Truth and tractability: compromising between accuracy and computational cost in quantum computational chemistry methods for noncovalent interactions and metal-salen catalysis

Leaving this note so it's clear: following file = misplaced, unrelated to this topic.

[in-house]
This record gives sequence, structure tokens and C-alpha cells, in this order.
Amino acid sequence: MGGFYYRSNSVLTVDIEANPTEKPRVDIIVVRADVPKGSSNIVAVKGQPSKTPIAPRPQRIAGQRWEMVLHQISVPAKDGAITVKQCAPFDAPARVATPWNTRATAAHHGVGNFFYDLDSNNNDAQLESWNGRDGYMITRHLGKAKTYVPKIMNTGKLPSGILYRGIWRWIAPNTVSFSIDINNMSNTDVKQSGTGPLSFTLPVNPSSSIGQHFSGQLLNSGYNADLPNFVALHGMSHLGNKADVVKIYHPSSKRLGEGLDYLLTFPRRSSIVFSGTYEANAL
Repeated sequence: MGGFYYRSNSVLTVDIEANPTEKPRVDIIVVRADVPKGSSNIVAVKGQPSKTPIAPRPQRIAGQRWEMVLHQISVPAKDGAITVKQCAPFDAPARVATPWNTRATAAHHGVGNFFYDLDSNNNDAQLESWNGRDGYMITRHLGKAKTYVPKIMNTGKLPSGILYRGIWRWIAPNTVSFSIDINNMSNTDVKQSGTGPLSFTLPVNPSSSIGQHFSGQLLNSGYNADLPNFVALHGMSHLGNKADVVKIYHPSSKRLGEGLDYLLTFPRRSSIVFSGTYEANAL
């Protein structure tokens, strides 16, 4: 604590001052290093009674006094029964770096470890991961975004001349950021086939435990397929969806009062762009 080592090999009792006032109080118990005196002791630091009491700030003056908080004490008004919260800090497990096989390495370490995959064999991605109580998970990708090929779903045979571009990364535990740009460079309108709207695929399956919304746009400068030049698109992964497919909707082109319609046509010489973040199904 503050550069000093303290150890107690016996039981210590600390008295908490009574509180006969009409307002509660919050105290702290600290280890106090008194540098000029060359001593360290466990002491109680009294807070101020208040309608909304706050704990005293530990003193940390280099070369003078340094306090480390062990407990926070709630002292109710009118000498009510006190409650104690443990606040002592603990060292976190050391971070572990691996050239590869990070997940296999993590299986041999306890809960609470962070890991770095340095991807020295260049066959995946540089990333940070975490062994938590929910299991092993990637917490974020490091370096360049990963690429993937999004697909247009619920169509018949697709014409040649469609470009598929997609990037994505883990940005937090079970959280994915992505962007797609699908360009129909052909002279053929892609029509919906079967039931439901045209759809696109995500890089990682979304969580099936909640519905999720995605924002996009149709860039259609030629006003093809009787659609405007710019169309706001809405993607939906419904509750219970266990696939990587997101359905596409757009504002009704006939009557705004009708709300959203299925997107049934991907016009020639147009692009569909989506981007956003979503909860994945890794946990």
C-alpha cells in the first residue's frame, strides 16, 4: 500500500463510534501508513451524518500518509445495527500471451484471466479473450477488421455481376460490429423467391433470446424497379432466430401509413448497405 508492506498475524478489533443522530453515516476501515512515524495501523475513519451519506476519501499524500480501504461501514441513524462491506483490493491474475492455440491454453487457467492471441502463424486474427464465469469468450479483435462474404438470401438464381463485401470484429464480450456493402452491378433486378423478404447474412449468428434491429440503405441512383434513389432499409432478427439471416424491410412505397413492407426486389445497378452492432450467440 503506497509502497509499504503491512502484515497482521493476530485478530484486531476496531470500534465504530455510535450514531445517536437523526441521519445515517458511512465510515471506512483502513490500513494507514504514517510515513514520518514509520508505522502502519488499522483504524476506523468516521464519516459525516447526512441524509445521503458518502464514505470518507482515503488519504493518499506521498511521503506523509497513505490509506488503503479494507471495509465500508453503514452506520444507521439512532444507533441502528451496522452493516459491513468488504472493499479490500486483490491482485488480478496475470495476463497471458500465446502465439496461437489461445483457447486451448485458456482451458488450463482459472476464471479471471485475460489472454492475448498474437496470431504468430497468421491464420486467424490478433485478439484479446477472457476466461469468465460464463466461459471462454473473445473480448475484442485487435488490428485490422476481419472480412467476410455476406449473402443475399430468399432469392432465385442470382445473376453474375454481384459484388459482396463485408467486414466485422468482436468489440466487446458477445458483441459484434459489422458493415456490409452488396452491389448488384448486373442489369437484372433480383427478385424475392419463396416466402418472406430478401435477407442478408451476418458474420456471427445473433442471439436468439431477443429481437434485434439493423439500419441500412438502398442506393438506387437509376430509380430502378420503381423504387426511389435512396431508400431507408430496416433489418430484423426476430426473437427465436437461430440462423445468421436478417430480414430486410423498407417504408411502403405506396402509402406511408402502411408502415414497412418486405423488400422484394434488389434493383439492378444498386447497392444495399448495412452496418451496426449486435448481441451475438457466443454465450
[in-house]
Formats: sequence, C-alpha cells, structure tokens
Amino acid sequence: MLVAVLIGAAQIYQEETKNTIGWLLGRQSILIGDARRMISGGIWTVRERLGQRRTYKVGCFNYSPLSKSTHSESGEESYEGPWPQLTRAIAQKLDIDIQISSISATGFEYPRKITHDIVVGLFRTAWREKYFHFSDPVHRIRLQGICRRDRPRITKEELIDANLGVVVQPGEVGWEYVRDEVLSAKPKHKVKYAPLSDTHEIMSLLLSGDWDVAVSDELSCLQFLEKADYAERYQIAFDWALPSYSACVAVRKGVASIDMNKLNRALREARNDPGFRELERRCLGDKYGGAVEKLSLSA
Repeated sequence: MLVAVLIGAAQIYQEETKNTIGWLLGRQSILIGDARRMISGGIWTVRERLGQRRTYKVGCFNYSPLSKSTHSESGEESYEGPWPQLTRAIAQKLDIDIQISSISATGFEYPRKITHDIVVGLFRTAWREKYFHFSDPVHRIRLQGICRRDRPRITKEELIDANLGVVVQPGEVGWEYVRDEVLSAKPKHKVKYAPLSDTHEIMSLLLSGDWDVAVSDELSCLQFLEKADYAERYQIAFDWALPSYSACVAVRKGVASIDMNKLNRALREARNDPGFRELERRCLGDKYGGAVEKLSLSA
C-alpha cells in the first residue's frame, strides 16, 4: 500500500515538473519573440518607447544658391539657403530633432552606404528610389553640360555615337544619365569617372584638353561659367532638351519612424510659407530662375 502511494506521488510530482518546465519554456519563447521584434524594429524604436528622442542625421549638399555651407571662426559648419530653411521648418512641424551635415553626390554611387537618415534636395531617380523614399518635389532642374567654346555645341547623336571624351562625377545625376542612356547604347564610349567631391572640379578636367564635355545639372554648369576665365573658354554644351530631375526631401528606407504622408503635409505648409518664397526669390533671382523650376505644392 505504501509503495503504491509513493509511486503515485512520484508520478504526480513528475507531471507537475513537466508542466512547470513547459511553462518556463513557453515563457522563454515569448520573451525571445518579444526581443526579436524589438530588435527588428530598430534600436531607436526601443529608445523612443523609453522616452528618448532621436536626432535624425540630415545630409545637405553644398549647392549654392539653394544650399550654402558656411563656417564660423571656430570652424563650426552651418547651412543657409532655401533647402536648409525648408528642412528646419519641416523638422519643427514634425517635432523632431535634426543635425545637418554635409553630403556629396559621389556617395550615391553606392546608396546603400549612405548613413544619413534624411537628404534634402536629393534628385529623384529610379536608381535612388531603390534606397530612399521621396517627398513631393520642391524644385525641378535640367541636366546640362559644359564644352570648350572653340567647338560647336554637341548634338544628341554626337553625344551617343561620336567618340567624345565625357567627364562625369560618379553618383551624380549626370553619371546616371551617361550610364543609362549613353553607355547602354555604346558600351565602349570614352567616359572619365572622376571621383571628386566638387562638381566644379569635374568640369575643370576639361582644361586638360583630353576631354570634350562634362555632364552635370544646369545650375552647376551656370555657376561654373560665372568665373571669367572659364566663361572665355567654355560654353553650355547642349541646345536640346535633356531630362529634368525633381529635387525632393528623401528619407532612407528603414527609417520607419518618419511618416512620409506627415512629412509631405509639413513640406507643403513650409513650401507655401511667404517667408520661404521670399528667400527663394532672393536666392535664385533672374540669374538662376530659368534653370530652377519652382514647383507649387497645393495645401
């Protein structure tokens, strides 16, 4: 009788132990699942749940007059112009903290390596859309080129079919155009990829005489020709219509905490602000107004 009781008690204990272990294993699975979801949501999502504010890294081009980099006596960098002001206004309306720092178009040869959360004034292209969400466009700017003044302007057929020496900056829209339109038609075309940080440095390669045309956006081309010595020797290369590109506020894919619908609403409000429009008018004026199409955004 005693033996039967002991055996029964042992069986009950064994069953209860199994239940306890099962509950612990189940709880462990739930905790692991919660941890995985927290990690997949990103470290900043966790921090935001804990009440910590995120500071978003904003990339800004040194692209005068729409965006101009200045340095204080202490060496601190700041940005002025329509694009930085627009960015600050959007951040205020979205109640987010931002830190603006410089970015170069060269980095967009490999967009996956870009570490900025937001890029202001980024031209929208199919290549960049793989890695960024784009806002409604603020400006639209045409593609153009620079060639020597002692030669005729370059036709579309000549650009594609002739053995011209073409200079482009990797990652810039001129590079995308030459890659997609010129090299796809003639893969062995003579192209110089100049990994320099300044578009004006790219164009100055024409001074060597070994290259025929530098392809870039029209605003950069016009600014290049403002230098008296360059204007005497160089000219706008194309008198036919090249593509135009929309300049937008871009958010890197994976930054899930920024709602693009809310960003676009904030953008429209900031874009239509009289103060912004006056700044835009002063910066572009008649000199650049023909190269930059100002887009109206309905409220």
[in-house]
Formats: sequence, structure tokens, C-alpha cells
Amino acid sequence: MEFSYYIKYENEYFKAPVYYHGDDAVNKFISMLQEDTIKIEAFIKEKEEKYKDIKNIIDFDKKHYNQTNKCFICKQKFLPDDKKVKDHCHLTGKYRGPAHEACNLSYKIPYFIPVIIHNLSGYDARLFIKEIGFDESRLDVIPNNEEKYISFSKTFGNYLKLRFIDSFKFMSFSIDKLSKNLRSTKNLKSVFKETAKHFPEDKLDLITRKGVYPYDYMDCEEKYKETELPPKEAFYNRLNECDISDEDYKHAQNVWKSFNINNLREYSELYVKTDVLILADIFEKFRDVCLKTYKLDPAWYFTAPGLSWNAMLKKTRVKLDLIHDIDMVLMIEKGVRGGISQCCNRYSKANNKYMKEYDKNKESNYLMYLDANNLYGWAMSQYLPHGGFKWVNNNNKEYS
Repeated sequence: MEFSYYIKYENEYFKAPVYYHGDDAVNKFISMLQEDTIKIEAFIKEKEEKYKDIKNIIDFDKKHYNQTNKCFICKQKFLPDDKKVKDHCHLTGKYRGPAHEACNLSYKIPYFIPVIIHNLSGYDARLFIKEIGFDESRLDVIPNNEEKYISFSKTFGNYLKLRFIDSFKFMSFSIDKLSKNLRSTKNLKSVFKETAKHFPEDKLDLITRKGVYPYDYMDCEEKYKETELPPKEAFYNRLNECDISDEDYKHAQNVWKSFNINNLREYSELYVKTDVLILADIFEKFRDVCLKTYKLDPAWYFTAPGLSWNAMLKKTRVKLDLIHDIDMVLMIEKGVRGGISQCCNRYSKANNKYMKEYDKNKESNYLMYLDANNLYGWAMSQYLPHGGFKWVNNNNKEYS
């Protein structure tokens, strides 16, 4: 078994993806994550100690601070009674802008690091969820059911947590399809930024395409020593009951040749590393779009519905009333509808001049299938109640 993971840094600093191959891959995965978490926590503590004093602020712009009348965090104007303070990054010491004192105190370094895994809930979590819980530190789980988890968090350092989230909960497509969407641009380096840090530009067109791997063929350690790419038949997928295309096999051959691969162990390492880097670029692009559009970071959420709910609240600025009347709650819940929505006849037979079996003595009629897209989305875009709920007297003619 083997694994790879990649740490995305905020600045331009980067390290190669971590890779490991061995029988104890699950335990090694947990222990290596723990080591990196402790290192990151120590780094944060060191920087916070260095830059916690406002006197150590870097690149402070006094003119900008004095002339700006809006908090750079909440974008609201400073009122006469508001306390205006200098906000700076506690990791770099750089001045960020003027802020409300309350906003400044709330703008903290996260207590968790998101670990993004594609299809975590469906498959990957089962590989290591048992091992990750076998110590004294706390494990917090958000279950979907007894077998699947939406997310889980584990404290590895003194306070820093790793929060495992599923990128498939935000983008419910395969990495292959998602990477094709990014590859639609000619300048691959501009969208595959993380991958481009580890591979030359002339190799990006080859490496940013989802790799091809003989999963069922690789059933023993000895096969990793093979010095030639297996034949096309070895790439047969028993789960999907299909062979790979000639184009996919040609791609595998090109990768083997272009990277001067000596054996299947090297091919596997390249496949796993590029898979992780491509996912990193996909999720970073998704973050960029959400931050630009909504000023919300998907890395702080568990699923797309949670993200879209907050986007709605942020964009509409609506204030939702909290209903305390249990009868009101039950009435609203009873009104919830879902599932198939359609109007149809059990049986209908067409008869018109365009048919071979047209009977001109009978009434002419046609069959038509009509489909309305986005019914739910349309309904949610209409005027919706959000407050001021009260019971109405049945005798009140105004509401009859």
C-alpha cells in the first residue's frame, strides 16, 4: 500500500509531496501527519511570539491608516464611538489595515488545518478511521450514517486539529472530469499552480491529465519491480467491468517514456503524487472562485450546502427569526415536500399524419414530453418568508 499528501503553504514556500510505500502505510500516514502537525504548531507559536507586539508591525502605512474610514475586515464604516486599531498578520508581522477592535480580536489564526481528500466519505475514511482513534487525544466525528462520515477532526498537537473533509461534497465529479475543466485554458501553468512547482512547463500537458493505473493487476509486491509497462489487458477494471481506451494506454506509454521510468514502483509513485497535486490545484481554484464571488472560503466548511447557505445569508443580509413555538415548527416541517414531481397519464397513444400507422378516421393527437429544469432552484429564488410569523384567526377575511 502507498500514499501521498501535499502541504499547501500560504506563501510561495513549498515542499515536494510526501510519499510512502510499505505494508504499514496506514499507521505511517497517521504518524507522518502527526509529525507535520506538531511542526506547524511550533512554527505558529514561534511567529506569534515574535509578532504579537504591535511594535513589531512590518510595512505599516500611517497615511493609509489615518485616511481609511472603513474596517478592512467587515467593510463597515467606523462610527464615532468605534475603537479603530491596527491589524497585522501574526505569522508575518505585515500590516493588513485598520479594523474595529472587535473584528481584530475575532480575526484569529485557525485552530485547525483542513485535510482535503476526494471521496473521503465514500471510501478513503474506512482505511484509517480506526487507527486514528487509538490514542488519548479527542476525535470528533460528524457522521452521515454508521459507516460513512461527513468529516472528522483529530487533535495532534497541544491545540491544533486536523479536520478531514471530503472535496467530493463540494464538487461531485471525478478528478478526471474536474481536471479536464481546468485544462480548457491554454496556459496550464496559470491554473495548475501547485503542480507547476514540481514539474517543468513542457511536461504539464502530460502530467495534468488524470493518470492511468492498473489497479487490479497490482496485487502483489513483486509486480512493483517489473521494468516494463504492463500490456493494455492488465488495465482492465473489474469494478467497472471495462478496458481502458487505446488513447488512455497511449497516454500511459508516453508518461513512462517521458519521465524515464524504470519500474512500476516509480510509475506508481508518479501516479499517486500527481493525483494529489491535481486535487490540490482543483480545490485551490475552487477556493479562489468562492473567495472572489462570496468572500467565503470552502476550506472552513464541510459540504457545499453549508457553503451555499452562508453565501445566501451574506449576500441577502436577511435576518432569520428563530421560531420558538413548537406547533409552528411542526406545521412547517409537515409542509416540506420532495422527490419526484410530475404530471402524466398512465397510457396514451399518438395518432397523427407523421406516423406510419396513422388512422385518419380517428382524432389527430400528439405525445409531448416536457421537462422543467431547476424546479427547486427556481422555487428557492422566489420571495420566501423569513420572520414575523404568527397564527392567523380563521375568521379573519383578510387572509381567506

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Computational chemists are concerned about two aspects when choosing between the myriad of theoretical methodologies: the accuracy (the "truth") and the computational cost (the tractability). Among the least expensive methods are the Hartree-Fock (HF), density functional theory (DFT), and second-order Moller-Plesset perturbation theory (MP2) methods. While each of these methods yield excellent results in many cases, the inadequate inclusion of certain types of electron correlation (either high-orders or nondynamical) can produce erroneous results. The compromise for the computation of noncovalent interactions often comes from empirically scaling DFT and/or MP2 methods to fit benchmark data sets. The DFT method with an empirically fit dispersion term (DFT-D) often yields semi-quantitative results. The spin-component scaled MP2 (SCS-MP2) method parameterizes the same- and opposite-spin correlation energies and often yields less than 20% error for prototype noncovalent systems compared to chemically accurate CCSD(T) results. There is no simple fix for cases with a large degree of nondynamical correlation (such as transition metal-salen complexes). While testing standard and new DFT functionals on the spin-state energy gaps of transition metal-salen complexes, no DFT method produced reliable results compared to very robust CASPT3 results. Therefore each metal-salen complex must be evaluated on a case-by-case basis to determine which methods are the most reliable. Utilizing a combination of DFT-D and SCS-MP2 methods, the reaction mechanism for the addition of cyanide to unsaturated imides catalyzed by the Al(Cl)-salen complex was performed. Various experimental observations are rationalized through this mechanism.